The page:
Navy eases body fat standards in effort to retain sailors

(WNS)–Navy Petty Officer Lentoyi White, 26, feared she’d be dismissed from the service after twice failing the Navy’s body composition assessment (BCA), which measures body fat percentage. But in January, the Navy loosened its body fat restrictions for both men and women, giving White and thousands of other sailors another chance to stay in the Navy. “I am very grateful for a second chance with this new policy,” said White, a single mother with a 5-year-old daughter. White has gone from 212 pounds to 188 and is optimistic she’ll pass this spring under the new standards. Under the Navy’s previous standards, sailors had three chances to pass the BCA before being considered for dismissal. But now, the 2,400 sailors who failed all three will get another shot to pass the BCA under the new standards this spring.

Georgetown’s invite to Planned Parenthood president irks Catholics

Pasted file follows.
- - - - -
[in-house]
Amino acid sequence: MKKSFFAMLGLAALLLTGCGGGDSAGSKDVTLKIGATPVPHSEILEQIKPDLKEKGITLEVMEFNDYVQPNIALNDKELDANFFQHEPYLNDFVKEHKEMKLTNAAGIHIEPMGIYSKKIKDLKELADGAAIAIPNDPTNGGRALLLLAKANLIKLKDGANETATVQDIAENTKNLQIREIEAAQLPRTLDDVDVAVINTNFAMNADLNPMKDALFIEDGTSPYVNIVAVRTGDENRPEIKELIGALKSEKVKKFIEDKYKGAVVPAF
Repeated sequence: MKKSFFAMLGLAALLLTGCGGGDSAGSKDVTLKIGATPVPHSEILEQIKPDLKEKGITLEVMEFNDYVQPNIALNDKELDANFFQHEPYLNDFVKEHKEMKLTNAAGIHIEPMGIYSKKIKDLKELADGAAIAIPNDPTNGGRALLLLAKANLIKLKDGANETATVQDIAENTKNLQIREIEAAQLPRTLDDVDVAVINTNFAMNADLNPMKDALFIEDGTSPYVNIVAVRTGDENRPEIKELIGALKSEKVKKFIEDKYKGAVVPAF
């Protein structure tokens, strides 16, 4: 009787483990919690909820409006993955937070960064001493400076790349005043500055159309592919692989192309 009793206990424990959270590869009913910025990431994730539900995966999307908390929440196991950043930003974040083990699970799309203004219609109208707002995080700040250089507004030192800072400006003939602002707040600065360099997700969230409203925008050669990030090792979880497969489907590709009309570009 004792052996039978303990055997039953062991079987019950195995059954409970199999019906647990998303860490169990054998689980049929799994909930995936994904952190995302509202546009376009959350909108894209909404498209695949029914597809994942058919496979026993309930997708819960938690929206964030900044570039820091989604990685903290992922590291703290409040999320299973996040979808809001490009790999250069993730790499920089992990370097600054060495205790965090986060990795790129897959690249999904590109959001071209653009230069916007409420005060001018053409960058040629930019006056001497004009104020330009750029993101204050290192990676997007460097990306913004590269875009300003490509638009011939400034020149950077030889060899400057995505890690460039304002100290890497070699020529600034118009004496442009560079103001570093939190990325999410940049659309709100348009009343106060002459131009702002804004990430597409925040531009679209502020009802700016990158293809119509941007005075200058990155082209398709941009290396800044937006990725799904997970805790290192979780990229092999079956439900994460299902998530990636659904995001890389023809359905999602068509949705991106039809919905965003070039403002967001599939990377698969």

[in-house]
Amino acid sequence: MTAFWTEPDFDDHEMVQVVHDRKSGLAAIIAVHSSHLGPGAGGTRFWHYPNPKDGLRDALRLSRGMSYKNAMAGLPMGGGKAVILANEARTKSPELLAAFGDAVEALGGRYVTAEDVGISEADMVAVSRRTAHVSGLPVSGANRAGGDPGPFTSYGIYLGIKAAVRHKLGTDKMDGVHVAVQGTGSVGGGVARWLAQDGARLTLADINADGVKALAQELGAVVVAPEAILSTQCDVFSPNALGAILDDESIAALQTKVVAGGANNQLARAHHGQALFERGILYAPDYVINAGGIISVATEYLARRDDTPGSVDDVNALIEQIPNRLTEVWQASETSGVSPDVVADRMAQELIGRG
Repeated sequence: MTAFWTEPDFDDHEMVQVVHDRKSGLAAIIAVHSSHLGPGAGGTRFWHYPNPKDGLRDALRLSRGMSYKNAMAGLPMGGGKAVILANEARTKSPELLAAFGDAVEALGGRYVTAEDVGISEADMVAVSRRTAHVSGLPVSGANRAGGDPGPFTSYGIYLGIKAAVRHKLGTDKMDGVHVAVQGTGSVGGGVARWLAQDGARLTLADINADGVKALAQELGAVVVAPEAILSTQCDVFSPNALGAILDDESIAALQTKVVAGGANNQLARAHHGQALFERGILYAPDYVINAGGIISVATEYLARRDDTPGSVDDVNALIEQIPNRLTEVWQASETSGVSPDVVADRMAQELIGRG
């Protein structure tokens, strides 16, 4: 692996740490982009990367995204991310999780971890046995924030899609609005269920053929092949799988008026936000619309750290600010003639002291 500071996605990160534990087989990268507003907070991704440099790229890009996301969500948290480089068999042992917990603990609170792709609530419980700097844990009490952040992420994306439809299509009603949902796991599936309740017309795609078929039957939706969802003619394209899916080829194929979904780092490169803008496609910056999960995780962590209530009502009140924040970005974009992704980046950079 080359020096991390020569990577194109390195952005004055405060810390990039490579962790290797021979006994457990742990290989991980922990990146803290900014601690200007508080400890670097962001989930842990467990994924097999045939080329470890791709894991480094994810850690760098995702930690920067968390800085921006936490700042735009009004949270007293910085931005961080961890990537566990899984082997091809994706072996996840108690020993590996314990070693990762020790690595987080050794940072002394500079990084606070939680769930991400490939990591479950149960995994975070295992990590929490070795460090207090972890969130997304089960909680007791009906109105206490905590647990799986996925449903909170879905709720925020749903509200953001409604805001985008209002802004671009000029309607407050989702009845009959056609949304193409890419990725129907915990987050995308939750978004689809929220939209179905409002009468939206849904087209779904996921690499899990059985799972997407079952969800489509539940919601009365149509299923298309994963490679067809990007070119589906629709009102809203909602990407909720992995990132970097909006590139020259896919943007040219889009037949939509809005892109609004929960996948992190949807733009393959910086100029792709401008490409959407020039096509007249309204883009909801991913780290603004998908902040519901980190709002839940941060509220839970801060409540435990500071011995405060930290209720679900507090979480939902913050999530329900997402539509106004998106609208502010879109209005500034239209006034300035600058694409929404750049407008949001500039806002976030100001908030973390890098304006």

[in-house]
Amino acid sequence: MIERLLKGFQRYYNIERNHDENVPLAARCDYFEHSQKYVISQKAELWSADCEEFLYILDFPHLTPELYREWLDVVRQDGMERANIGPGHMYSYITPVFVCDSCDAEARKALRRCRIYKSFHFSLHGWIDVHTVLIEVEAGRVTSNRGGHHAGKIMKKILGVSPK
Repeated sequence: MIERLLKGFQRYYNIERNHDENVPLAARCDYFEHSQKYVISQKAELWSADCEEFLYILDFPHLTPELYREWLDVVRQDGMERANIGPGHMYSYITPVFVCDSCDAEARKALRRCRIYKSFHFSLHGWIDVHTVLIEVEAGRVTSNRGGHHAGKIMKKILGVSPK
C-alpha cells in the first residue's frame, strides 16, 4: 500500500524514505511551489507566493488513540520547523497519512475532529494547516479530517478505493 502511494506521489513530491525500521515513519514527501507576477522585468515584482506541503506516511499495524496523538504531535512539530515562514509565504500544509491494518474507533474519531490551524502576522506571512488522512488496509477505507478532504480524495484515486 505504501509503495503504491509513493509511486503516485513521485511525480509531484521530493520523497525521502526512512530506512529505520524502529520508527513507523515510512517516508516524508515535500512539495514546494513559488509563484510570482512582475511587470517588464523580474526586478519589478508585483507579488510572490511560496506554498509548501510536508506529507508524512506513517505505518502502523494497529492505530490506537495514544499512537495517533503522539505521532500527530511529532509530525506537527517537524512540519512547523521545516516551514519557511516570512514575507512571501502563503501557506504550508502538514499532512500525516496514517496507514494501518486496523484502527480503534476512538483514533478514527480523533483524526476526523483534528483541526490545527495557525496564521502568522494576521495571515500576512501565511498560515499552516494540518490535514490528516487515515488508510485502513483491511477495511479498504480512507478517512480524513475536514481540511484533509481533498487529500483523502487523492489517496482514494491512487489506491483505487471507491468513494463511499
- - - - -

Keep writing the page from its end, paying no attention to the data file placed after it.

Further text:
(WNS)–A student group at Georgetown University, a historically Catholic institution, has invited Planned Parenthood president Cecile Richards to speak on campus in April. The Georgetown University Lecture Fund, the non-partisan student organization that issued the invitation, states on its website that it “strives to bring speakers to Georgetown’s campus to enlighten, educate and, occasionally, entertain.” The private event will be free, but open only to Georgetown campus ID holders. The invitation sparked an indirect rebuke from Cardinal Donald Wuerl, the archbishop of Washington, who penned a blog post last week titled “The Identity of Catholic Universities.” Although the cardinal did not mention Georgetown by name, he wrote, “Whatever is opposed to life itself, such as abortion or suicide, or otherwise insults human dignity is an infamy that poisons human society. … It is neither authentically Catholic nor within the Catholic tradition for a university to provide a special platform to those voices that promote or support such counter-values.”